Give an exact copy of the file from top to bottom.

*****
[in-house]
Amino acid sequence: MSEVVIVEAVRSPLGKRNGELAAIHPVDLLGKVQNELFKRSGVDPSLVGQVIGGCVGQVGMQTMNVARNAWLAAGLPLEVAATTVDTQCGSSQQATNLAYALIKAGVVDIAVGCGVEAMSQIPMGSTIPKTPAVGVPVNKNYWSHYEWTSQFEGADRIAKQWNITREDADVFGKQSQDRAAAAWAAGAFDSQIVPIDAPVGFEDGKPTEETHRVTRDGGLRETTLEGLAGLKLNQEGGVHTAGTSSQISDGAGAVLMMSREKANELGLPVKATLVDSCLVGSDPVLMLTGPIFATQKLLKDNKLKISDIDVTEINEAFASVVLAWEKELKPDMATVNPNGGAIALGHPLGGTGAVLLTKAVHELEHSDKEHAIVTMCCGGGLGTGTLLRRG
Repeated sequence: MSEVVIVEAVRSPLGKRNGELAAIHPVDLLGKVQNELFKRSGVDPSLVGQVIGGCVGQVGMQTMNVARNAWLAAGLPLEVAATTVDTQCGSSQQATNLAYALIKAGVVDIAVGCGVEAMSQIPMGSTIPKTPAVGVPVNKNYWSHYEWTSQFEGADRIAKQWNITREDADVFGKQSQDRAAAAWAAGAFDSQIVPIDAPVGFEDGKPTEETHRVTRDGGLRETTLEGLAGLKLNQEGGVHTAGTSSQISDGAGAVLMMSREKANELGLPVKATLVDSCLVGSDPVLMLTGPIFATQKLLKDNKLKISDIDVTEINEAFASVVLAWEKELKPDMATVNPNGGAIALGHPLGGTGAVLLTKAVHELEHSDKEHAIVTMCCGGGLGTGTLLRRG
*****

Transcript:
[in-house]
Amino acid sequence: MSEVVIVEAVRSPLGKRNGELAAIHPVDLLGKVQNELFKRSGVDPSLVGQVIGGCVGQVGMQTMNVARNAWLAAGLPLEVAATTVDTQCGSSQQATNLAYALIKAGVVDIAVGCGVEAMSQIPMGSTIPKTPAVGVPVNKNYWSHYEWTSQFEGADRIAKQWNITREDADVFGKQSQDRAAAAWAAGAFDSQIVPIDAPVGFEDGKPTEETHRVTRDGGLRETTLEGLAGLKLNQEGGVHTAGTSSQISDGAGAVLMMSREKANELGLPVKATLVDSCLVGSDPVLMLTGPIFATQKLLKDNKLKISDIDVTEINEAFASVVLAWEKELKPDMATVNPNGGAIALGHPLGGTGAVLLTKAVHELEHSDKEHAIVTMCCGGGLGTGTLLRRG
Repeated sequence: MSEVVIVEAVRSPLGKRNGELAAIHPVDLLGKVQNELFKRSGVDPSLVGQVIGGCVGQVGMQTMNVARNAWLAAGLPLEVAATTVDTQCGSSQQATNLAYALIKAGVVDIAVGCGVEAMSQIPMGSTIPKTPAVGVPVNKNYWSHYEWTSQFEGADRIAKQWNITREDADVFGKQSQDRAAAAWAAGAFDSQIVPIDAPVGFEDGKPTEETHRVTRDGGLRETTLEGLAGLKLNQEGGVHTAGTSSQISDGAGAVLMMSREKANELGLPVKATLVDSCLVGSDPVLMLTGPIFATQKLLKDNKLKISDIDVTEINEAFASVVLAWEKELKPDMATVNPNGGAIALGHPLGGTGAVLLTKAVHELEHSDKEHAIVTMCCGGGLGTGTLLRRG